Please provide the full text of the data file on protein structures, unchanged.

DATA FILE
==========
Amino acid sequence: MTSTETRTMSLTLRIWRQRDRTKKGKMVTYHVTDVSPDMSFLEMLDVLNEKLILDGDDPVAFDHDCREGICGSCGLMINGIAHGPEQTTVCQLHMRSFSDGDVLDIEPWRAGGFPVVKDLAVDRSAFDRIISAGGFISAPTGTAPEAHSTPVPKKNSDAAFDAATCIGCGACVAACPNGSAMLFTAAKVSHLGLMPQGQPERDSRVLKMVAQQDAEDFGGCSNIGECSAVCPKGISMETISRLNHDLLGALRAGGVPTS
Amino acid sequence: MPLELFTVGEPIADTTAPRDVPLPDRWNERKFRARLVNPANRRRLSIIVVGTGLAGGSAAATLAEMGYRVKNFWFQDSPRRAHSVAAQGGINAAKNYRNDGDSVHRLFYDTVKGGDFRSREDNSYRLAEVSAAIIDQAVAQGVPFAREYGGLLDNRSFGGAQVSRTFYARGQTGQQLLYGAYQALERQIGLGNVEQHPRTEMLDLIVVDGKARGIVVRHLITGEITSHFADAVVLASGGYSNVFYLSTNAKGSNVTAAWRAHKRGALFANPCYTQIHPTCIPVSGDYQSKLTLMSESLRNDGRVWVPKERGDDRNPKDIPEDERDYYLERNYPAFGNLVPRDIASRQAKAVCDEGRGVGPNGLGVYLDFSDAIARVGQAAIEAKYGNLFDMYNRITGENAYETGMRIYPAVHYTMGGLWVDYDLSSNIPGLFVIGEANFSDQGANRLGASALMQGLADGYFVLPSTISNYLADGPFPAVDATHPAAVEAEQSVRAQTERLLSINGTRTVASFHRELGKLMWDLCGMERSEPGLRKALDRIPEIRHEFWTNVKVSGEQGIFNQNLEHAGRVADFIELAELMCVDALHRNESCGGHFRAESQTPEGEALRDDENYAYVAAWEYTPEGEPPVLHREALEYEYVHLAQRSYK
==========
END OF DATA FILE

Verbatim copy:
Amino acid sequence: MTSTETRTMSLTLRIWRQRDRTKKGKMVTYHVTDVSPDMSFLEMLDVLNEKLILDGDDPVAFDHDCREGICGSCGLMINGIAHGPEQTTVCQLHMRSFSDGDVLDIEPWRAGGFPVVKDLAVDRSAFDRIISAGGFISAPTGTAPEAHSTPVPKKNSDAAFDAATCIGCGACVAACPNGSAMLFTAAKVSHLGLMPQGQPERDSRVLKMVAQQDAEDFGGCSNIGECSAVCPKGISMETISRLNHDLLGALRAGGVPTS
Amino acid sequence: MPLELFTVGEPIADTTAPRDVPLPDRWNERKFRARLVNPANRRRLSIIVVGTGLAGGSAAATLAEMGYRVKNFWFQDSPRRAHSVAAQGGINAAKNYRNDGDSVHRLFYDTVKGGDFRSREDNSYRLAEVSAAIIDQAVAQGVPFAREYGGLLDNRSFGGAQVSRTFYARGQTGQQLLYGAYQALERQIGLGNVEQHPRTEMLDLIVVDGKARGIVVRHLITGEITSHFADAVVLASGGYSNVFYLSTNAKGSNVTAAWRAHKRGALFANPCYTQIHPTCIPVSGDYQSKLTLMSESLRNDGRVWVPKERGDDRNPKDIPEDERDYYLERNYPAFGNLVPRDIASRQAKAVCDEGRGVGPNGLGVYLDFSDAIARVGQAAIEAKYGNLFDMYNRITGENAYETGMRIYPAVHYTMGGLWVDYDLSSNIPGLFVIGEANFSDQGANRLGASALMQGLADGYFVLPSTISNYLADGPFPAVDATHPAAVEAEQSVRAQTERLLSINGTRTVASFHRELGKLMWDLCGMERSEPGLRKALDRIPEIRHEFWTNVKVSGEQGIFNQNLEHAGRVADFIELAELMCVDALHRNESCGGHFRAESQTPEGEALRDDENYAYVAAWEYTPEGEPPVLHREALEYEYVHLAQRSYK